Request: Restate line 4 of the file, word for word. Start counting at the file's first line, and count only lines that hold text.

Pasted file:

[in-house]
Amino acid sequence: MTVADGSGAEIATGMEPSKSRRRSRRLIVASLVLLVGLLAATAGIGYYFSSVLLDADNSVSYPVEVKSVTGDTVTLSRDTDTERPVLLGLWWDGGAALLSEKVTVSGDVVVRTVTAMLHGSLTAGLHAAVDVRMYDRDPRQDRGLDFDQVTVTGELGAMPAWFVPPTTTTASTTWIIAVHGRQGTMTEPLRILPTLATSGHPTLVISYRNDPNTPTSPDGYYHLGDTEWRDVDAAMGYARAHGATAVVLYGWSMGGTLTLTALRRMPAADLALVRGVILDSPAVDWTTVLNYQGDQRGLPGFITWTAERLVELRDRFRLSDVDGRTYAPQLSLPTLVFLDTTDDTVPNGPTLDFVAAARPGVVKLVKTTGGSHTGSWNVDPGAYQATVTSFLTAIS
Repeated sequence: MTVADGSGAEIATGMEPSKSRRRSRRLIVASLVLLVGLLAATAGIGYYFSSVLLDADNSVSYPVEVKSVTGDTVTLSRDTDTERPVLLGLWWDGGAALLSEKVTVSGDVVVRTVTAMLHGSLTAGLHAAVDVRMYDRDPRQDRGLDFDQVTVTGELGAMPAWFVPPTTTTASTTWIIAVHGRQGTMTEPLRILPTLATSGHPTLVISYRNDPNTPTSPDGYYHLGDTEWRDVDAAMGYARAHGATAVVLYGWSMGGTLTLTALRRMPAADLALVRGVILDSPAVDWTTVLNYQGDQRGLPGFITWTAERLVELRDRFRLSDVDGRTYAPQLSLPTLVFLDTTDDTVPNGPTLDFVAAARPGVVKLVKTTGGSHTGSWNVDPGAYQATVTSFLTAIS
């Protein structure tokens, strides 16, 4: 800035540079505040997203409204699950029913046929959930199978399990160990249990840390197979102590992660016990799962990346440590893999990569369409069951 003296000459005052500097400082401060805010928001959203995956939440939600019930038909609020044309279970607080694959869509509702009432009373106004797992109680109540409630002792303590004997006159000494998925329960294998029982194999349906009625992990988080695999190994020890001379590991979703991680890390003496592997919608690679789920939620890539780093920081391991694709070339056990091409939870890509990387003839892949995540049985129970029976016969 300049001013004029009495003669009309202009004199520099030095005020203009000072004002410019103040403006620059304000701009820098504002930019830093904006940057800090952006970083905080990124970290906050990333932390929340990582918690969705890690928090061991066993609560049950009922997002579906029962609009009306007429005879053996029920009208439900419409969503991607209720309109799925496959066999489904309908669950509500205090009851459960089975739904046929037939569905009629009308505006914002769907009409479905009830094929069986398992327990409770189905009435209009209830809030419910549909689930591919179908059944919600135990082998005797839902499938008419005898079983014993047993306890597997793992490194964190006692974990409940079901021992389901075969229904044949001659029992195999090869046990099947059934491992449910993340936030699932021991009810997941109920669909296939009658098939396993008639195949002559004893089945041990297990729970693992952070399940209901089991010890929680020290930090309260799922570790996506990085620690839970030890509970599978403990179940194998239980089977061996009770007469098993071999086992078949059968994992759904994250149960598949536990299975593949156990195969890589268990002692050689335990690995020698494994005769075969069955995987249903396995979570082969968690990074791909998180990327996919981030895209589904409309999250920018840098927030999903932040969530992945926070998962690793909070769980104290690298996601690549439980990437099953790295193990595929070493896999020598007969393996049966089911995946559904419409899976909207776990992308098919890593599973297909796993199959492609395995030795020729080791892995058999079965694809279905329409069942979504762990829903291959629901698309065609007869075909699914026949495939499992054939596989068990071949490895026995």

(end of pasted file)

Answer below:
């Protein structure tokens, strides 16, 4: 800035540079505040997203409204699950029913046929959930199978399990160990249990840390197979102590992660016990799962990346440590893999990569369409069951 003296000459005052500097400082401060805010928001959203995956939440939600019930038909609020044309279970607080694959869509509702009432009373106004797992109680109540409630002792303590004997006159000494998925329960294998029982194999349906009625992990988080695999190994020890001379590991979703991680890390003496592997919608690679789920939620890539780093920081391991694709070339056990091409939870890509990387003839892949995540049985129970029976016969 300049001013004029009495003669009309202009004199520099030095005020203009000072004002410019103040403006620059304000701009820098504002930019830093904006940057800090952006970083905080990124970290906050990333932390929340990582918690969705890690928090061991066993609560049950009922997002579906029962609009009306007429005879053996029920009208439900419409969503991607209720309109799925496959066999489904309908669950509500205090009851459960089975739904046929037939569905009629009308505006914002769907009409479905009830094929069986398992327990409770189905009435209009209830809030419910549909689930591919179908059944919600135990082998005797839902499938008419005898079983014993047993306890597997793992490194964190006692974990409940079901021992389901075969229904044949001659029992195999090869046990099947059934491992449910993340936030699932021991009810997941109920669909296939009658098939396993008639195949002559004893089945041990297990729970693992952070399940209901089991010890929680020290930090309260799922570790996506990085620690839970030890509970599978403990179940194998239980089977061996009770007469098993071999086992078949059968994992759904994250149960598949536990299975593949156990195969890589268990002692050689335990690995020698494994005769075969069955995987249903396995979570082969968690990074791909998180990327996919981030895209589904409309999250920018840098927030999903932040969530992945926070998962690793909070769980104290690298996601690549439980990437099953790295193990595929070493896999020598007969393996049966089911995946559904419409899976909207776990992308098919890593599973297909796993199959492609395995030795020729080791892995058999079965694809279905329409069942979504762990829903291959629901698309065609007869075909699914026949495939499992054939596989068990071949490895026995």